The actor playing the role of Orpheus forces his audience to recognize the real dangers facing them. Escaping to a performance of Orpheus is merely surrender to and denial of these dangers. The play is also about lovers separated by death. It entertains the fantasy that a loved one can be reclaimed from the jaws of death. The actor's collapse forces the audience to confront the false illusion this play creates. They have denied the possibility of their own deaths by indulging in fantasies about absent loved ones. The actor's breach of the accepted routine forces them to confront the plague as a real danger to each and every one of them. When reality creeps into the fabric of the public's fantasy world, they react with disorganized terror. The point made by this scene is that everyone is just as isolated while indulging in escapist rituals of entertainment as they are in their collective terror of death.
Camus does not fully answer the problem of human isolation. Fear and denial are both responsible for the isolation that Oran's people suffer during the epidemic. They respond to this isolation in differing ways. Camus implies that the people of Oran can break the alienation and isolation produced by their fear of the plague by putting up a collective resistance against it. Fighting the plague is an affirmation of the human will to survive while the paralysis of fear and escapism are acts of surrender.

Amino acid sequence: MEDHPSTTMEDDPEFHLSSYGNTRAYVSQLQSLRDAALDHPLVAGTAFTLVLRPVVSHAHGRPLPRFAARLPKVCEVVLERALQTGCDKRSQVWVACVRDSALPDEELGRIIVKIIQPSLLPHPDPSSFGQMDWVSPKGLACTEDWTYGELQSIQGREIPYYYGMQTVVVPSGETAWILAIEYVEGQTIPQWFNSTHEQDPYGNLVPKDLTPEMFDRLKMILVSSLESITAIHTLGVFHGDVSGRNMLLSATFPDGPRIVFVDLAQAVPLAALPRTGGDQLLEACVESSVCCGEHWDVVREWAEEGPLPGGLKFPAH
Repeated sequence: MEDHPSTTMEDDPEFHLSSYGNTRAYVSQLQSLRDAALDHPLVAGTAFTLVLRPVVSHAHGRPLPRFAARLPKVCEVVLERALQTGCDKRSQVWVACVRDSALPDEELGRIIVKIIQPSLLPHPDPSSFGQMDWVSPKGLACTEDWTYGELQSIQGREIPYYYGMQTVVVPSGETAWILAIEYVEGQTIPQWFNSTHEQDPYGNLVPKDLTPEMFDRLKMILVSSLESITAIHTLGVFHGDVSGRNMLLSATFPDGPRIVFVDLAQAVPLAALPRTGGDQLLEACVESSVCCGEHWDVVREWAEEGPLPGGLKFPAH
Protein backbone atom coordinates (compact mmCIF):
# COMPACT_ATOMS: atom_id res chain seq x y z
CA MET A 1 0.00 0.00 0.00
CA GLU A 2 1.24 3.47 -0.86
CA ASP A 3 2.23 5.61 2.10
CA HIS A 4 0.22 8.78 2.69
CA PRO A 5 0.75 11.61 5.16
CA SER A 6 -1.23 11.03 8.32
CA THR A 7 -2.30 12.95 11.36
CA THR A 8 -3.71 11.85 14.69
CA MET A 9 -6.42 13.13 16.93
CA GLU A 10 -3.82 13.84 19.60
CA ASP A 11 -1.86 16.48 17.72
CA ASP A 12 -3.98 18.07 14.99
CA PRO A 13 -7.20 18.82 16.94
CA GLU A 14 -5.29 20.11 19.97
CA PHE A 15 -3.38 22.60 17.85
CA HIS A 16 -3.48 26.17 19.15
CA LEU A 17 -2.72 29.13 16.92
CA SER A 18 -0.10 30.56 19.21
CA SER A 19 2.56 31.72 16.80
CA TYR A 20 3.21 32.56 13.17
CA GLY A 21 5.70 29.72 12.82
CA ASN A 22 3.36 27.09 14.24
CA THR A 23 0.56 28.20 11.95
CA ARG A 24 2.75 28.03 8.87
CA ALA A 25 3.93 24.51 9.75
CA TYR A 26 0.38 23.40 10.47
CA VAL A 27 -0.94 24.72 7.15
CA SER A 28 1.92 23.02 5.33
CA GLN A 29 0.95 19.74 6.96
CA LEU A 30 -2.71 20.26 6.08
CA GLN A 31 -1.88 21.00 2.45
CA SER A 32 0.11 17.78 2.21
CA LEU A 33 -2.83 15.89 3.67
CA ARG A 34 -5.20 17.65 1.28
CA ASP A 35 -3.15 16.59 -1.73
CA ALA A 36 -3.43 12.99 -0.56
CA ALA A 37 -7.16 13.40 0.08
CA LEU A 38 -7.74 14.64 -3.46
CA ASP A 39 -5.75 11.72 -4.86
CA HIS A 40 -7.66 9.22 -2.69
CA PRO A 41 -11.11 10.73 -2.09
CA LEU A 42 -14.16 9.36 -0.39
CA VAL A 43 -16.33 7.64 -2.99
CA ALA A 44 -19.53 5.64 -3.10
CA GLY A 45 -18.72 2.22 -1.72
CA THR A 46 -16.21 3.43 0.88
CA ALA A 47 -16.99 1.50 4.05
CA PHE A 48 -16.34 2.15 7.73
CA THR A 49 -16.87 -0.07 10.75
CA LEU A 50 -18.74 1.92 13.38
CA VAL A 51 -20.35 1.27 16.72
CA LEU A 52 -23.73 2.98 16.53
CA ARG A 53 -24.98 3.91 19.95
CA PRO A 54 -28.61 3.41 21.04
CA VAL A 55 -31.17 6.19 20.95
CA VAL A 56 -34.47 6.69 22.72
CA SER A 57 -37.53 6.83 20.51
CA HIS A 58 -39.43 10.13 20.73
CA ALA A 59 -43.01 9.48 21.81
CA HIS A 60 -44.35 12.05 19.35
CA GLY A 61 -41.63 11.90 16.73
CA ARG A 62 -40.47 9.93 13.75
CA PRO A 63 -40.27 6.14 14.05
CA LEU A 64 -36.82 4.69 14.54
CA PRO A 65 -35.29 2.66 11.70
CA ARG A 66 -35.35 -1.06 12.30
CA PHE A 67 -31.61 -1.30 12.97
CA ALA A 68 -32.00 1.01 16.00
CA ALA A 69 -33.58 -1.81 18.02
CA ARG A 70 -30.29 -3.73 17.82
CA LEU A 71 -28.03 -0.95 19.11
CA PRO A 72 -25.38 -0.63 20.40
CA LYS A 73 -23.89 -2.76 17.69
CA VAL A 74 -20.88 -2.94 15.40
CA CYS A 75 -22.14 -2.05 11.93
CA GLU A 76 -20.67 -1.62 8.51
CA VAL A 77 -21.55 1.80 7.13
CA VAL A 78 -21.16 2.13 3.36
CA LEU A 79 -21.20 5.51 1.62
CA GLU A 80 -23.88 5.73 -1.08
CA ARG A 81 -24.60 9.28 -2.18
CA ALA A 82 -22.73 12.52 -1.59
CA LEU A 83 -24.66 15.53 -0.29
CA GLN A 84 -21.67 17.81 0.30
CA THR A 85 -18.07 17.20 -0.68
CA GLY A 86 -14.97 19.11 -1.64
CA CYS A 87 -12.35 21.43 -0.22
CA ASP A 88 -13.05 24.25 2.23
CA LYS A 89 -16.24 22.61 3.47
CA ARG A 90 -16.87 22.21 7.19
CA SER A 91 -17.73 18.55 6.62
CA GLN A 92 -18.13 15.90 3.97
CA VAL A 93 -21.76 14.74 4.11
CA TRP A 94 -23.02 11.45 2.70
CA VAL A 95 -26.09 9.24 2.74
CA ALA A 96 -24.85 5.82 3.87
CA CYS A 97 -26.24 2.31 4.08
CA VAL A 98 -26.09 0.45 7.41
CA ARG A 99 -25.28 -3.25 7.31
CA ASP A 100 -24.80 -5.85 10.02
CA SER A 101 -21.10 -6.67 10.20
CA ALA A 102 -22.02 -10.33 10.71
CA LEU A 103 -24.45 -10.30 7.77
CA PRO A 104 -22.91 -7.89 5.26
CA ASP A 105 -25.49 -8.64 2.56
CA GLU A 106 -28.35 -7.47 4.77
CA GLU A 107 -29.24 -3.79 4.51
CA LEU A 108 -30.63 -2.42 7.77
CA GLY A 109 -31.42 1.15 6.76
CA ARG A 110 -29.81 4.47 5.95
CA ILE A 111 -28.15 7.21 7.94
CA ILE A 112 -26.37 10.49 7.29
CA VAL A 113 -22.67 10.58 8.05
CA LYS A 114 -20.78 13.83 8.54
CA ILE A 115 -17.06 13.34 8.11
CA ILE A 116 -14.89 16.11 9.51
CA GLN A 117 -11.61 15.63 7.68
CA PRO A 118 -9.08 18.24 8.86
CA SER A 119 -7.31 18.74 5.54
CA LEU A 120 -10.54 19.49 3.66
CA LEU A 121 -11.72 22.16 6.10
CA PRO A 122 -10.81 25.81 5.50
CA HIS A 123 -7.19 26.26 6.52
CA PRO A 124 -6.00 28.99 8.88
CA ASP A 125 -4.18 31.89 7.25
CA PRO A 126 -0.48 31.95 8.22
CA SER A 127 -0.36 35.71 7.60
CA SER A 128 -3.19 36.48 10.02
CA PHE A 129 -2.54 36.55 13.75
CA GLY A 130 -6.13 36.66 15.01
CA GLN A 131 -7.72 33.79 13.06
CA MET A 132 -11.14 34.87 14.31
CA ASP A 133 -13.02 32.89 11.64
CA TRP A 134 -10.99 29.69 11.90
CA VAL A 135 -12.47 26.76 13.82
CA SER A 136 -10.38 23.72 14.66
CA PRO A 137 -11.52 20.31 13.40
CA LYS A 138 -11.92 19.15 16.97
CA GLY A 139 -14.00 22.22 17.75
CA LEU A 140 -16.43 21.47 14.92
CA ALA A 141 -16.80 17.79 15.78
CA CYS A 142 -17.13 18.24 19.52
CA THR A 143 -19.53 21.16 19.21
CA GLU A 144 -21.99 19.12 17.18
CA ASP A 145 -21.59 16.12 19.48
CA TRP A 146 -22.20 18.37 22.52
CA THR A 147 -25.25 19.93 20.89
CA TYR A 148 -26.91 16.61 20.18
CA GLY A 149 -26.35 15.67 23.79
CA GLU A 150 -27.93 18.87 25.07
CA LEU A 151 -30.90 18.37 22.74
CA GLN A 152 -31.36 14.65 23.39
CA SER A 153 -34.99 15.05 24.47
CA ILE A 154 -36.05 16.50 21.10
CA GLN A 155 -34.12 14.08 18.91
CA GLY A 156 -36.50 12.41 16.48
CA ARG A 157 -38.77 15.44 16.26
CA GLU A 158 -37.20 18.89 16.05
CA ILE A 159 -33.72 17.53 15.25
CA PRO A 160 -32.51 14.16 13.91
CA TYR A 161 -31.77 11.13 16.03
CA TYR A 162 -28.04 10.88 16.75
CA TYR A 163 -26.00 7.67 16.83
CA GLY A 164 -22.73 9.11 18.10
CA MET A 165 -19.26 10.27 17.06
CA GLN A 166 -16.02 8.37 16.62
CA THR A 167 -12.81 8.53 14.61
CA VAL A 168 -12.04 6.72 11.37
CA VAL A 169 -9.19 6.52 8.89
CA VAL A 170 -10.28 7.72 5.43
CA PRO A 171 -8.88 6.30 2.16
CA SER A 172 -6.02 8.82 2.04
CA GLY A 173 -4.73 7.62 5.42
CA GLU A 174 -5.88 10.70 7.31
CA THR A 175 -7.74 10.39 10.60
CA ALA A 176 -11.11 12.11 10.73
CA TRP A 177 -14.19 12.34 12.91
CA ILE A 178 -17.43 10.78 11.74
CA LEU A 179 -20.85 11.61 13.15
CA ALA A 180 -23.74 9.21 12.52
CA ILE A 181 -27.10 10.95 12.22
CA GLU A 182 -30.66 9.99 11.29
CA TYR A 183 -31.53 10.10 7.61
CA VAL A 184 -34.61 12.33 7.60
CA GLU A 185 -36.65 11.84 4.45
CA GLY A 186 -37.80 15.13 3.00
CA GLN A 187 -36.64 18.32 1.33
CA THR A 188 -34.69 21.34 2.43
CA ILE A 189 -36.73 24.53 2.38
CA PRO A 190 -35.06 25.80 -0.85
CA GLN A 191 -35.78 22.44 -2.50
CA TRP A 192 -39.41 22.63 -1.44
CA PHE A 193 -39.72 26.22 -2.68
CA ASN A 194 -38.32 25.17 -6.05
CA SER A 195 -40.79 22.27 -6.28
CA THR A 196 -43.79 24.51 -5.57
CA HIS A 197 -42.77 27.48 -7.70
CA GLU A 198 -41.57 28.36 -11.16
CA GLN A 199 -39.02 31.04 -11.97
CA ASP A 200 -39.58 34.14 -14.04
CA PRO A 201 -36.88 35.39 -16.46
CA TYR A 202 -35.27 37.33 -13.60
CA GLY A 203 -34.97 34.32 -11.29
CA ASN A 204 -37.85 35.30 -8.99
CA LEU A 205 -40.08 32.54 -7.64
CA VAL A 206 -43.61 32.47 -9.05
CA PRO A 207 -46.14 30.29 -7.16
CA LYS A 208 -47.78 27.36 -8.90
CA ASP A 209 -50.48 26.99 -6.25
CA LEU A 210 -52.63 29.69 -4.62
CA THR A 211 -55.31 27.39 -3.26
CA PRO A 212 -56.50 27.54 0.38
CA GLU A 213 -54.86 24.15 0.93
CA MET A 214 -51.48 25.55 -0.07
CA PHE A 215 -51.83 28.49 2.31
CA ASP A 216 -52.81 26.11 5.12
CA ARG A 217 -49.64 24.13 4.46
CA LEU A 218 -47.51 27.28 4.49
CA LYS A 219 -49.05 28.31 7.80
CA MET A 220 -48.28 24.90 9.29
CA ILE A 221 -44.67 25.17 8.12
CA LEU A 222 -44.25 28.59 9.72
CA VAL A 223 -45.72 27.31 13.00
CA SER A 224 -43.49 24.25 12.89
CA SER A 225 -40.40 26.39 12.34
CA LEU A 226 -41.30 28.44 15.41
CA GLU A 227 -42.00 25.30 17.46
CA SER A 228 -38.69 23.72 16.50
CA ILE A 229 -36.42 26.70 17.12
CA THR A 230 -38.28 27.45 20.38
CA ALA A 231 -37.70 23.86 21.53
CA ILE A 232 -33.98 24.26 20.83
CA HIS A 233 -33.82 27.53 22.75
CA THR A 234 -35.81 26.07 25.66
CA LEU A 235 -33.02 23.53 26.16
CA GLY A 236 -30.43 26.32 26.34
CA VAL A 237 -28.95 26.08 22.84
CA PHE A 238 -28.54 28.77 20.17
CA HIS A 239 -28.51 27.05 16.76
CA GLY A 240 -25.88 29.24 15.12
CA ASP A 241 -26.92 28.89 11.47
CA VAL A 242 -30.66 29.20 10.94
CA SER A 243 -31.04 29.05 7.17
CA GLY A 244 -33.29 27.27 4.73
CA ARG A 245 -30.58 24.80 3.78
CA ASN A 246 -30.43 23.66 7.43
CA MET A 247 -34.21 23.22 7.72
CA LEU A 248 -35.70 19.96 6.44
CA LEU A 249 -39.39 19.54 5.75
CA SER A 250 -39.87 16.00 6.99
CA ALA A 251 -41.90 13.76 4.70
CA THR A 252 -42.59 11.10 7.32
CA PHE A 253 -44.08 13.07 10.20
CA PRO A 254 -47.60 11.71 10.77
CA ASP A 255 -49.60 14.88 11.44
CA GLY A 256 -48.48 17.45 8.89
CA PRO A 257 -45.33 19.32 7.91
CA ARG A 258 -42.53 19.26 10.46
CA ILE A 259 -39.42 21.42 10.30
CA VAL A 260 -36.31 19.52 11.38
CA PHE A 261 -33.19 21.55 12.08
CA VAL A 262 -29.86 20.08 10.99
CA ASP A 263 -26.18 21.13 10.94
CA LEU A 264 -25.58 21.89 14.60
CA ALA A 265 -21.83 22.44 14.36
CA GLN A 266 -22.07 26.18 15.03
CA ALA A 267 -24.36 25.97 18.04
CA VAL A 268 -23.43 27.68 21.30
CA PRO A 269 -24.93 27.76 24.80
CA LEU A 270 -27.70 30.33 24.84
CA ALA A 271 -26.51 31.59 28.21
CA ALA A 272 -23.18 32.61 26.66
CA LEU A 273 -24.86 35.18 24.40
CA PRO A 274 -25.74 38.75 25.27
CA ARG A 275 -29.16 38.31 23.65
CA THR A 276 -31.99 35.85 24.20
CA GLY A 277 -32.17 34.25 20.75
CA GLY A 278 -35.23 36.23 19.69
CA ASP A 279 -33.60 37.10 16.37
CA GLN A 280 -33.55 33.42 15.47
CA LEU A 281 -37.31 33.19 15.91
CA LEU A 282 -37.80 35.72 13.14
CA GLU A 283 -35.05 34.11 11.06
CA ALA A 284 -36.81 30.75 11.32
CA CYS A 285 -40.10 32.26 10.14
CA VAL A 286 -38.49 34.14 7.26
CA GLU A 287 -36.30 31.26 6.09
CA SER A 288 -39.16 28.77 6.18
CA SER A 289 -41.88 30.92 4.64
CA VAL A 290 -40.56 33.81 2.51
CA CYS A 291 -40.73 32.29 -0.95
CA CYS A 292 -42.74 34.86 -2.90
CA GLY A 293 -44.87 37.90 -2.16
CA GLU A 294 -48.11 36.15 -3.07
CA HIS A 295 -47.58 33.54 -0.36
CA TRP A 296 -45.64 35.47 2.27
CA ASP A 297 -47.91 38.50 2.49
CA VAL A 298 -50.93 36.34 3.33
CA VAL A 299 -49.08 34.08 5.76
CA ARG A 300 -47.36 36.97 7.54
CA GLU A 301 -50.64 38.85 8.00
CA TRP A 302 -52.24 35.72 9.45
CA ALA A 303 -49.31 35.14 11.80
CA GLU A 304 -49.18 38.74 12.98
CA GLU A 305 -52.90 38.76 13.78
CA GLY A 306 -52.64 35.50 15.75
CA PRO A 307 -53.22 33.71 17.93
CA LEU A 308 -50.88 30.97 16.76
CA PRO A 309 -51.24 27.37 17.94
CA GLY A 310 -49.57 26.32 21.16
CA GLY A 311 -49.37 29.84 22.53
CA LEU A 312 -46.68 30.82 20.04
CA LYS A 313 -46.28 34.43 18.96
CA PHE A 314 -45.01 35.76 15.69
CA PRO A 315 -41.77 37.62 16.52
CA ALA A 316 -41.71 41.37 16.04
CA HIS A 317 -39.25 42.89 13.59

Paneloux cannot produce a moral or rational explanation for an innocent child's horrible death. His second sermon is an interesting variation on Rieux's "all or nothing" response to the plague. Paneloux believes that the suffering of innocents is not explicable in terms that human beings can understand. Therefore, it is a test of Christian faith in the utmost sense: the Christian is faced with the choice between believing everything and denying everything about God. In a sense, Paneloux asks his congregation to accept a condition of ignorance. He chooses not to consult a doctor when he becomes ill because he wants to put all of his faith in divine Providence. However, the symptoms of his illness do not match those of the plague. Therefore, Rieux marks him as a "doubtful case" after his death. This represents the doubtful nature of Paneloux's understanding of human existence. He chose to passively accept death, something that the novel argues against. He denied the basic drive of the human will to survive.